Thursday, July 26, 2012

Bridge Over Troubled Water: Glacier Melt Takes Out Greenland Bridge and Roads

In what could be a sobering and frightening preview of things yet to come, a runaway glacier melt has washed away an important bridge and roadway in Greenland.

The glacier melted in only four days. The glacier normally retreats during the northern hemisphere summer months, but the melt this summer has been unprecedented. NASA imagery from space showed the Russell Glacier had melted by some 40% on July 8. The same satellite imagery from only four days later shows that the glacier had melted by an astonishing 97%, which would break all previous records according to climatologists studying the effects of climate change.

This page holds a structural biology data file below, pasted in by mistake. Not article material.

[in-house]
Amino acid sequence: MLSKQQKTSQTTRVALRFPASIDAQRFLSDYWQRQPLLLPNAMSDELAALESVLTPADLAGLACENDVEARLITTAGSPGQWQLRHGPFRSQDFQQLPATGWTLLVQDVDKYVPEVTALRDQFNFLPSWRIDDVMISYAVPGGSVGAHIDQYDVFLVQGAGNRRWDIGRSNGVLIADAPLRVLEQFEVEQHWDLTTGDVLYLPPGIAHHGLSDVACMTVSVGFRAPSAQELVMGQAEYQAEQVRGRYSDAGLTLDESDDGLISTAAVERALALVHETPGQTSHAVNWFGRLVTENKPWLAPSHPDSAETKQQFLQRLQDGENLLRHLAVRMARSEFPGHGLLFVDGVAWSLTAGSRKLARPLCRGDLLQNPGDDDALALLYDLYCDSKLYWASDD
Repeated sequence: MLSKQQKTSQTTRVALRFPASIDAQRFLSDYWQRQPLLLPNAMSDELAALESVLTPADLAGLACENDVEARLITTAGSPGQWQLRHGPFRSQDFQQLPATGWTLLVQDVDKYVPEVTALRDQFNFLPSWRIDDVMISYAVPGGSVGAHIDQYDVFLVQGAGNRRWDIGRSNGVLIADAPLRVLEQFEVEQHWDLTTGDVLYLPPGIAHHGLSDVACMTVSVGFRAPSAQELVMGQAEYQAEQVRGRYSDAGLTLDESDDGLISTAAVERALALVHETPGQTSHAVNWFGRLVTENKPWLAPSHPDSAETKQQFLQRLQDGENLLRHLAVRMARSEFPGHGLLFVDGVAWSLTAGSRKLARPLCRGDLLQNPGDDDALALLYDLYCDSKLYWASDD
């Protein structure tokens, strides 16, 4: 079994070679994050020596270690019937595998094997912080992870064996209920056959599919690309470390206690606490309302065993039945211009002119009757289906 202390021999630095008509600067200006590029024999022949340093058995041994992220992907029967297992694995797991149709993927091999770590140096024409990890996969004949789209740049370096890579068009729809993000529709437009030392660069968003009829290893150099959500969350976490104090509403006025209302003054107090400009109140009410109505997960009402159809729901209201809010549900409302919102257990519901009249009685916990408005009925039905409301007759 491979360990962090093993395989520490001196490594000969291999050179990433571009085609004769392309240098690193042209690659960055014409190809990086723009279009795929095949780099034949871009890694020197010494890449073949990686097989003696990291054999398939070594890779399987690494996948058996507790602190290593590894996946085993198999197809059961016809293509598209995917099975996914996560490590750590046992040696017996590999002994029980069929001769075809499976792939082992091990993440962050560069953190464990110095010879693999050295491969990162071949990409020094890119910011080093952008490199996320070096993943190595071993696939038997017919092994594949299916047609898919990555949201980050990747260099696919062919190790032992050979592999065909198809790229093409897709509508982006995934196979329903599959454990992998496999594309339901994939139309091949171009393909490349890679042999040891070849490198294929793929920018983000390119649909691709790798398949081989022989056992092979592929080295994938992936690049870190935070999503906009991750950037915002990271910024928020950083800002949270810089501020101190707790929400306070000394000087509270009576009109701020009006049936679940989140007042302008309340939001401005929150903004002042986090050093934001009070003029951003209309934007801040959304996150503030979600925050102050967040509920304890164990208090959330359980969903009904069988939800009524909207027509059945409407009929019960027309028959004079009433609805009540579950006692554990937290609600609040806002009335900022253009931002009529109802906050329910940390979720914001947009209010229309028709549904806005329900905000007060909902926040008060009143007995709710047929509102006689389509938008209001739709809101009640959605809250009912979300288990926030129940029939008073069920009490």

The incredible burst of fresh water took out the vital bridge over the Watson River at Kangerlussuaq, Greenland, an important part of the infrastructure used by scientists and locals alike to cross the glacier river. The bridge and roadways also link to the island's largest airport. This sudden melt-off follows another recent incident, where the Petermann glacier in Greenland collapsed, with an ice chunk twice the size of the island of Manhattan breaking away from the ice shelf.

The bridge was constructed during the 1950s, but can no longer handle the summer glacier run off due to the changing climate conditions in the region. Replacement of the bridge and roadways could costs hundreds of millions of dollars.

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